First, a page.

on asian culture…

The accomplishments of the children were the trophies that many parents defined their own success and status by. We were the ultimate scorecard. There were 3 categories of accomplishments that mattered to the Asian parents. Category 1 was the academic accomplishments… Category 2 was career accomplishment: Becoming a medical doctor or getting a PhD was seen as the ultimate accomplishment… Category 3 was musical instrument mastery.

The focus after graduation…

As the end of my senior year in college approached, Sanjay introduce me to this thing called the World Wide Web. I thought it was a pretty interesting and fun thing to explore at the time, but i didn’t pay too much attention to it. The focus for most seniors, including myself, was trying to get a job lined up before graduation… Many of our roommates applied for banking or management consulting jobs, both of which were considered the “hot” jobs to get. TO me, both seems incredibly boring and I also heard that the workdays were 16 hours long…. I wanted a job that paid well and didn’t seem like too much work.

ready for an adventure…

But we wanted to run our business and be in control of our own destiny, This wasn’t about the money, it was about not being bored. Both Sanjay and I had now officially resigned, and we were ready to begin the next chapter of our lives. We had no idea where it would lead us, but wherever it was, we knew it had to be better than feeling bored and unfulfilled. We were ready for an adventure.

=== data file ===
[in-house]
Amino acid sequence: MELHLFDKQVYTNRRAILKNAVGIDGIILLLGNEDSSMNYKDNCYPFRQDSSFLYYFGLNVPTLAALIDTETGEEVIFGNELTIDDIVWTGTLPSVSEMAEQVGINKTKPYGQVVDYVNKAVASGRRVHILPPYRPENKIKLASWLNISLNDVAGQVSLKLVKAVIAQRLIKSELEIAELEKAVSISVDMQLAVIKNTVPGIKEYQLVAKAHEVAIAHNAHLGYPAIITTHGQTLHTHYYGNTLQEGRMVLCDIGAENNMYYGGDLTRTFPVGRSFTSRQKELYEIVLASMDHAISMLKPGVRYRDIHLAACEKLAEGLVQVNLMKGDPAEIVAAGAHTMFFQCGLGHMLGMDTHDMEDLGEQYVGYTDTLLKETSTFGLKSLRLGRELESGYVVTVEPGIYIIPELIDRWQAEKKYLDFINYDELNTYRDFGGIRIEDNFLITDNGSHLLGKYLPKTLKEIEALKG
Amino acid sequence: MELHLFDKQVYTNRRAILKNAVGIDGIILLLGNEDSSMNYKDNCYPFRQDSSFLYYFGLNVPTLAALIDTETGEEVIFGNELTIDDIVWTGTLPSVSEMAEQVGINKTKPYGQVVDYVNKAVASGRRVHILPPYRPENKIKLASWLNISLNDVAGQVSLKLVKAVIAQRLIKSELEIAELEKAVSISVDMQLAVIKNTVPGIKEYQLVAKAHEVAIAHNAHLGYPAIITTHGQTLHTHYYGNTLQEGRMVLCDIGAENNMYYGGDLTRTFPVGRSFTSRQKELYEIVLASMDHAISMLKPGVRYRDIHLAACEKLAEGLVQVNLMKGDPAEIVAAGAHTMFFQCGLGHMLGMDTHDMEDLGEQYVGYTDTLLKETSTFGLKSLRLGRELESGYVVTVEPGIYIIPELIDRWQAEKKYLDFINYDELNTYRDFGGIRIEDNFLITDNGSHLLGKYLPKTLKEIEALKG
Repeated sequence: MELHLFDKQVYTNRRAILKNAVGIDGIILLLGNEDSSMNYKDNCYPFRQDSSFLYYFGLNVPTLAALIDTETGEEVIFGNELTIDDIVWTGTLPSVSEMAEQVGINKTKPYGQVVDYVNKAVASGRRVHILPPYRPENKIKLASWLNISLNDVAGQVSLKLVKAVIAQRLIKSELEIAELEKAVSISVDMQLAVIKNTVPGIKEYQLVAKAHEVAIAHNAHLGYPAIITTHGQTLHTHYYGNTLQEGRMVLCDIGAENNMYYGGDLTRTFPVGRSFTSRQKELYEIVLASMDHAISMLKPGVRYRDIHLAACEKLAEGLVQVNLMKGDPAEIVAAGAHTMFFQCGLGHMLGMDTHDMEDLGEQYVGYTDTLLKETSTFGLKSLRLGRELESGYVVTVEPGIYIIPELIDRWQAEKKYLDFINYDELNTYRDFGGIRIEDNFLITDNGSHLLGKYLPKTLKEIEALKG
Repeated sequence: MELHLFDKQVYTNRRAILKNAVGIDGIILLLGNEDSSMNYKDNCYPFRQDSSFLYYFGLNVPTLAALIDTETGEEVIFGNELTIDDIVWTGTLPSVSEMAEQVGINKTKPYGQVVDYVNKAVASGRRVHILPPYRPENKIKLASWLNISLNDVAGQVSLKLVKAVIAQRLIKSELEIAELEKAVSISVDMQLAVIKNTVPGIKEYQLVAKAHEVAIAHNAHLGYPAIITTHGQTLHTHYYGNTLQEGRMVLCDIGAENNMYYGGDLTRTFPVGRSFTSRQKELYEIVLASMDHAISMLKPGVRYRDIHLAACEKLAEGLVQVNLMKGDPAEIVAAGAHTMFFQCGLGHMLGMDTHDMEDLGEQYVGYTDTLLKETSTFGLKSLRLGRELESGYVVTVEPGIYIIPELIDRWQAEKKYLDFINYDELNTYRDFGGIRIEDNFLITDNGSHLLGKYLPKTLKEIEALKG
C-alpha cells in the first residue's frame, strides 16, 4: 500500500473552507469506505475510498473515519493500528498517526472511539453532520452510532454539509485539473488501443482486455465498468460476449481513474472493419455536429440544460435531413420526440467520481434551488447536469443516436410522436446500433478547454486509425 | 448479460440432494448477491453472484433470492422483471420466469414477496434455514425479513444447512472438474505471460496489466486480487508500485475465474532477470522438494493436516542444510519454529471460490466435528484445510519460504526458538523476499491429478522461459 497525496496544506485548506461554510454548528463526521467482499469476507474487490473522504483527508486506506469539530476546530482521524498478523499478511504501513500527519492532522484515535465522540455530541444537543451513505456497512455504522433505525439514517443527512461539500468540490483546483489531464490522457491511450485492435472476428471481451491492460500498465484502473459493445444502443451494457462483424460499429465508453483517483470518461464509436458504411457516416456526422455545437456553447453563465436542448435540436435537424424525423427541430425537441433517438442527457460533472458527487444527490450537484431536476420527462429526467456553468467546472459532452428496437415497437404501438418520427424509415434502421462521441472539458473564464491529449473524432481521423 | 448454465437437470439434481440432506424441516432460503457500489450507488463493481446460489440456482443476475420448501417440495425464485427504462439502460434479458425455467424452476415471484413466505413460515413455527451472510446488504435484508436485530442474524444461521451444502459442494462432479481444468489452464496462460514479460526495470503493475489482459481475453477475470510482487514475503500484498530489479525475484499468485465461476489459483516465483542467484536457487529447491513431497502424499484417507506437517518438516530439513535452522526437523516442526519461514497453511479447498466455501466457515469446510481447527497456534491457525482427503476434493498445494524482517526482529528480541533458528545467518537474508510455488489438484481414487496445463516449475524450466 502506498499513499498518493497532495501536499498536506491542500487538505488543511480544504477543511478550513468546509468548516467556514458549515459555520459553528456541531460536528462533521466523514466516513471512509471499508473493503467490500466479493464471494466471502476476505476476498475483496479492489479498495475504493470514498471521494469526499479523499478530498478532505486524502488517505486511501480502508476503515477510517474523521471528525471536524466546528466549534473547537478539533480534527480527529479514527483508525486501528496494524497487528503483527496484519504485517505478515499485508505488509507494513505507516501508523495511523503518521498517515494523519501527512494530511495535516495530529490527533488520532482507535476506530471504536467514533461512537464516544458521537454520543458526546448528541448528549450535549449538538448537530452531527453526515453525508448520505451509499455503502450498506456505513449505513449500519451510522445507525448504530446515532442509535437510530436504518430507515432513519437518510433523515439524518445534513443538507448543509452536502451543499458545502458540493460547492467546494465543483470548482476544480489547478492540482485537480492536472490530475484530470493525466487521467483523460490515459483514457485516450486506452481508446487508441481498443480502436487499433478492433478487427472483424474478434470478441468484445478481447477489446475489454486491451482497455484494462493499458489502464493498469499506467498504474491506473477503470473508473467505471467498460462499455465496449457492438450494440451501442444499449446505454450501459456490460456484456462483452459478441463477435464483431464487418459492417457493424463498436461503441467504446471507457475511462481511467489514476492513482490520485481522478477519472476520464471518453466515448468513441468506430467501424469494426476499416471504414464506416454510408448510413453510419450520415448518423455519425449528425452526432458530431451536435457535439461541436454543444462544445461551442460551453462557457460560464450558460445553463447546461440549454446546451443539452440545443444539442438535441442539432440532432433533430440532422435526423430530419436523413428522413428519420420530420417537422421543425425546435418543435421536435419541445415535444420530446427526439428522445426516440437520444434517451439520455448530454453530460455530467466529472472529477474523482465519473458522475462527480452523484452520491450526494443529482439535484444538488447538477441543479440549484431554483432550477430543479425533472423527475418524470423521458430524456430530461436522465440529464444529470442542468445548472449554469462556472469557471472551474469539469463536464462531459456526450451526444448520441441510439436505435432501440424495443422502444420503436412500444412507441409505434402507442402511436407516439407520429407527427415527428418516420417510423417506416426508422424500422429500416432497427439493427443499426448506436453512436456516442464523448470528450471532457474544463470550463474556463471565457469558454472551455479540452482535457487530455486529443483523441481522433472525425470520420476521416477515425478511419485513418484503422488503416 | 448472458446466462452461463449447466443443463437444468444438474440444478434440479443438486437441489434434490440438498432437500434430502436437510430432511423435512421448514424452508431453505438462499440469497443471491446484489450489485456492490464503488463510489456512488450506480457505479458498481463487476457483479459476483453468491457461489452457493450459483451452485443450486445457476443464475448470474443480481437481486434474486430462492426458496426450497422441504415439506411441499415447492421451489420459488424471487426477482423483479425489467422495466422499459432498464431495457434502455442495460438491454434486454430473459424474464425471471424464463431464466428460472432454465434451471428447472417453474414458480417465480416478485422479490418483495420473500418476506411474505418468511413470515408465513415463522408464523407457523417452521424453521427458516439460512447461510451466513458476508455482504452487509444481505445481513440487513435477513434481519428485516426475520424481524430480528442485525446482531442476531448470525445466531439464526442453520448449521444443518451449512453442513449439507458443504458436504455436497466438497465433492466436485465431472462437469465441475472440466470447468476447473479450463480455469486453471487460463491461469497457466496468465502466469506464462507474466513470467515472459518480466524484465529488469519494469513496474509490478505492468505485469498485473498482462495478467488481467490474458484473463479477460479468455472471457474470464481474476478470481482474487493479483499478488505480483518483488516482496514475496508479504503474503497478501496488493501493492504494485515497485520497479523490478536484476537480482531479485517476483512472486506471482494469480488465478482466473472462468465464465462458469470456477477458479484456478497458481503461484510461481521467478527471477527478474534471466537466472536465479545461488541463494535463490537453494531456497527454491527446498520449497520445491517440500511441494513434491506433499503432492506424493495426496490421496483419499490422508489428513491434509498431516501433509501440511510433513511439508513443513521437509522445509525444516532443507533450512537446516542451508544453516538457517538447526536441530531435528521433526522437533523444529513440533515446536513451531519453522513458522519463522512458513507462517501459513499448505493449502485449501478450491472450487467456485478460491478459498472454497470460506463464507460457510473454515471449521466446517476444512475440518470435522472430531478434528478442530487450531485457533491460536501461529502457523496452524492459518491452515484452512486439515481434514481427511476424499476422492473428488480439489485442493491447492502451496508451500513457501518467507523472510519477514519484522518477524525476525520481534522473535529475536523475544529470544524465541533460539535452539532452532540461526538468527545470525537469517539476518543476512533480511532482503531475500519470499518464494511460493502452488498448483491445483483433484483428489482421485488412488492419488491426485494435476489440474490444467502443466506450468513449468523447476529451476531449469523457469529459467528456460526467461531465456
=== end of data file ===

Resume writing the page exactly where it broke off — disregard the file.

hiring at LinkExchange…

The good news was that the people we hired were smart and motivated. The bad news was that many of them were motivated by the prospect of either making a lot of money or building their careers and resumes. They wanted to put a few years of hard work into LinkExchange and then move on to their next resume building job at another company.

money and people…

Large amount of money have a strange way of getting people’s true colours to come out. I observed the greed of certain people who had joined the company right before the acquisition trying to negotiate side contracts for themselves at the risk and expense of everyone else in the company….

Making a list of happiest periods… >

I made a list of the happiest periods in my life and I realised that one of them involved money. I realized that building stuff and being creative and inventive made me happy. Connecting with a friend and talking through the entire night until the sun rose made me happy. Trick-or treating in middle school with a group of my closest friends made me happy. … I thought about how easily we are all brainwashed by our society and culture to stop thinking and just assume by default that more money equals more success and happiness, when ultimately happiness is really just about enjoying life….. I didn’t realise it at the time, but it was a turning point for me in my life. I had decided to stop chasing the money and start chasing the passion.

Excerpt from Ivanka Trump’s book:

So my advice is to stop trying to “network” in the traditional business sense, and instead just try to build up the number and depth of your friendship, where the friendship itself is its own reward. The more diverse your set of friendships are, the more likely you will derive both personal and business benefits form our friendships later down the road.

Outsourcing and business…